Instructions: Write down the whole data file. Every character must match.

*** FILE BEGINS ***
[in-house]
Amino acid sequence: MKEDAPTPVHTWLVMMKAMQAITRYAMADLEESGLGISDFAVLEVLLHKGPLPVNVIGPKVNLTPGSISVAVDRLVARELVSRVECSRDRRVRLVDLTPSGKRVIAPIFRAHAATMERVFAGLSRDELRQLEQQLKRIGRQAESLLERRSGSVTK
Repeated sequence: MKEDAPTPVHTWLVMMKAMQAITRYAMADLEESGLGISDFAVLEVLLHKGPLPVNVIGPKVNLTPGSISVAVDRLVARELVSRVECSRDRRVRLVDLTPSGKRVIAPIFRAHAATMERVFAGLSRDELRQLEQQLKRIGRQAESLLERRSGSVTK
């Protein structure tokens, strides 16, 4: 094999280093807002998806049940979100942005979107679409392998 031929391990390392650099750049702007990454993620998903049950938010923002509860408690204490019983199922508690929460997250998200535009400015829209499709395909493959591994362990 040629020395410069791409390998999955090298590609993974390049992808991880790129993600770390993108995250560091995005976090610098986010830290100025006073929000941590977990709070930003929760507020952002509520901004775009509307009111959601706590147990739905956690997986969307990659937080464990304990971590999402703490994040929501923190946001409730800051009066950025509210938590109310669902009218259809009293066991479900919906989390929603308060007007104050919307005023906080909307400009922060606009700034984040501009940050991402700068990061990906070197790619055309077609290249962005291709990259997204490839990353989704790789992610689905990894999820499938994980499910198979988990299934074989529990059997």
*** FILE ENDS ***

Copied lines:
[in-house]
Amino acid sequence: MKEDAPTPVHTWLVMMKAMQAITRYAMADLEESGLGISDFAVLEVLLHKGPLPVNVIGPKVNLTPGSISVAVDRLVARELVSRVECSRDRRVRLVDLTPSGKRVIAPIFRAHAATMERVFAGLSRDELRQLEQQLKRIGRQAESLLERRSGSVTK
Repeated sequence: MKEDAPTPVHTWLVMMKAMQAITRYAMADLEESGLGISDFAVLEVLLHKGPLPVNVIGPKVNLTPGSISVAVDRLVARELVSRVECSRDRRVRLVDLTPSGKRVIAPIFRAHAATMERVFAGLSRDELRQLEQQLKRIGRQAESLLERRSGSVTK
């Protein structure tokens, strides 16, 4: 094999280093807002998806049940979100942005979107679409392998 031929391990390392650099750049702007990454993620998903049950938010923002509860408690204490019983199922508690929460997250998200535009400015829209499709395909493959591994362990 040629020395410069791409390998999955090298590609993974390049992808991880790129993600770390993108995250560091995005976090610098986010830290100025006073929000941590977990709070930003929760507020952002509520901004775009509307009111959601706590147990739905956690997986969307990659937080464990304990971590999402703490994040929501923190946001409730800051009066950025509210938590109310669902009218259809009293066991479900919906989390929603308060007007104050919307005023906080909307400009922060606009700034984040501009940050991402700068990061990906070197790619055309077609290249962005291709990259997204490839990353989704790789992610689905990894999820499938994980499910198979988990299934074989529990059997």